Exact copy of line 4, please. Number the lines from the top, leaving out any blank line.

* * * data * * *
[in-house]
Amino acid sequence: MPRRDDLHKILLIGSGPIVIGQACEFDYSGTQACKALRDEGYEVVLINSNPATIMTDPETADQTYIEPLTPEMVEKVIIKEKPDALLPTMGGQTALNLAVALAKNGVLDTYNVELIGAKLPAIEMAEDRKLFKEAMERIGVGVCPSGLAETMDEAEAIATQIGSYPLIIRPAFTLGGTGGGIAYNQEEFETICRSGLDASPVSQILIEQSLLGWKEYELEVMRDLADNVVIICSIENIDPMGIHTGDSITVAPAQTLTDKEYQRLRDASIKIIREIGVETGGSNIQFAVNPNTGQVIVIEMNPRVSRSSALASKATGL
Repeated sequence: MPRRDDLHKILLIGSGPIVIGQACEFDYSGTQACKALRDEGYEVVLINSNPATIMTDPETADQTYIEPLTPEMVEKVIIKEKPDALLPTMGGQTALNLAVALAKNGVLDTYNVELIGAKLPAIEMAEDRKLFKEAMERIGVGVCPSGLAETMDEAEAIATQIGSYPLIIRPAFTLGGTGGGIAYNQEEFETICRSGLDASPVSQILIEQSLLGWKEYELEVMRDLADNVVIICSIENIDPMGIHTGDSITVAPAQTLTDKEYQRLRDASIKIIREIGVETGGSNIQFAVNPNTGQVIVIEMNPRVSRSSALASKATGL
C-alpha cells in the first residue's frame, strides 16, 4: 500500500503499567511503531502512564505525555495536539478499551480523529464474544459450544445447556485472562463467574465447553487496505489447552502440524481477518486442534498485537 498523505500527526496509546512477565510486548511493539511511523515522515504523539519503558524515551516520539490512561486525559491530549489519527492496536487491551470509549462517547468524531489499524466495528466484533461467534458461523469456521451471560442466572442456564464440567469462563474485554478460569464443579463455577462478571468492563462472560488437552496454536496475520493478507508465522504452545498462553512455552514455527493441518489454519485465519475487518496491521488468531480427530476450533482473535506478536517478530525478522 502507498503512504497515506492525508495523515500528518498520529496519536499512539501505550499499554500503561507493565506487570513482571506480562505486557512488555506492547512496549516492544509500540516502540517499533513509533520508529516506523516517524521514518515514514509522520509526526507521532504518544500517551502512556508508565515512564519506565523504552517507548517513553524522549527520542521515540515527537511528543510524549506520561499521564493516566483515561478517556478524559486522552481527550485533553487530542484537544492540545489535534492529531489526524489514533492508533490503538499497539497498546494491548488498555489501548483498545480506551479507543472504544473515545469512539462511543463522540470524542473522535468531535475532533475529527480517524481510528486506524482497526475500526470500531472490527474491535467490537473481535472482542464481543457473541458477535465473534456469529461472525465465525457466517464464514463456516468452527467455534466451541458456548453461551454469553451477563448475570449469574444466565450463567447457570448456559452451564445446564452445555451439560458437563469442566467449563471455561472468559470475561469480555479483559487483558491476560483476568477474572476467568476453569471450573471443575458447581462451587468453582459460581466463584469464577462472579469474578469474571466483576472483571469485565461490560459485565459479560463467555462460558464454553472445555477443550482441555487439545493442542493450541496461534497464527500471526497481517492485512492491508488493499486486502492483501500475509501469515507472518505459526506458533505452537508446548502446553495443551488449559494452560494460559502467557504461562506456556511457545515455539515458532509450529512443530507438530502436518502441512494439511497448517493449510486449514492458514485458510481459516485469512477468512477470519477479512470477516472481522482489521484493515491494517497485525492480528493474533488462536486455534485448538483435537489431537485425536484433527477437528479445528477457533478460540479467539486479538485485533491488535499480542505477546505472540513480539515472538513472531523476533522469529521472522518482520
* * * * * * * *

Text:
C-alpha cells in the first residue's frame, strides 16, 4: 500500500503499567511503531502512564505525555495536539478499551480523529464474544459450544445447556485472562463467574465447553487496505489447552502440524481477518486442534498485537 498523505500527526496509546512477565510486548511493539511511523515522515504523539519503558524515551516520539490512561486525559491530549489519527492496536487491551470509549462517547468524531489499524466495528466484533461467534458461523469456521451471560442466572442456564464440567469462563474485554478460569464443579463455577462478571468492563462472560488437552496454536496475520493478507508465522504452545498462553512455552514455527493441518489454519485465519475487518496491521488468531480427530476450533482473535506478536517478530525478522 502507498503512504497515506492525508495523515500528518498520529496519536499512539501505550499499554500503561507493565506487570513482571506480562505486557512488555506492547512496549516492544509500540516502540517499533513509533520508529516506523516517524521514518515514514509522520509526526507521532504518544500517551502512556508508565515512564519506565523504552517507548517513553524522549527520542521515540515527537511528543510524549506520561499521564493516566483515561478517556478524559486522552481527550485533553487530542484537544492540545489535534492529531489526524489514533492508533490503538499497539497498546494491548488498555489501548483498545480506551479507543472504544473515545469512539462511543463522540470524542473522535468531535475532533475529527480517524481510528486506524482497526475500526470500531472490527474491535467490537473481535472482542464481543457473541458477535465473534456469529461472525465465525457466517464464514463456516468452527467455534466451541458456548453461551454469553451477563448475570449469574444466565450463567447457570448456559452451564445446564452445555451439560458437563469442566467449563471455561472468559470475561469480555479483559487483558491476560483476568477474572476467568476453569471450573471443575458447581462451587468453582459460581466463584469464577462472579469474578469474571466483576472483571469485565461490560459485565459479560463467555462460558464454553472445555477443550482441555487439545493442542493450541496461534497464527500471526497481517492485512492491508488493499486486502492483501500475509501469515507472518505459526506458533505452537508446548502446553495443551488449559494452560494460559502467557504461562506456556511457545515455539515458532509450529512443530507438530502436518502441512494439511497448517493449510486449514492458514485458510481459516485469512477468512477470519477479512470477516472481522482489521484493515491494517497485525492480528493474533488462536486455534485448538483435537489431537485425536484433527477437528479445528477457533478460540479467539486479538485485533491488535499480542505477546505472540513480539515472538513472531523476533522469529521472522518482520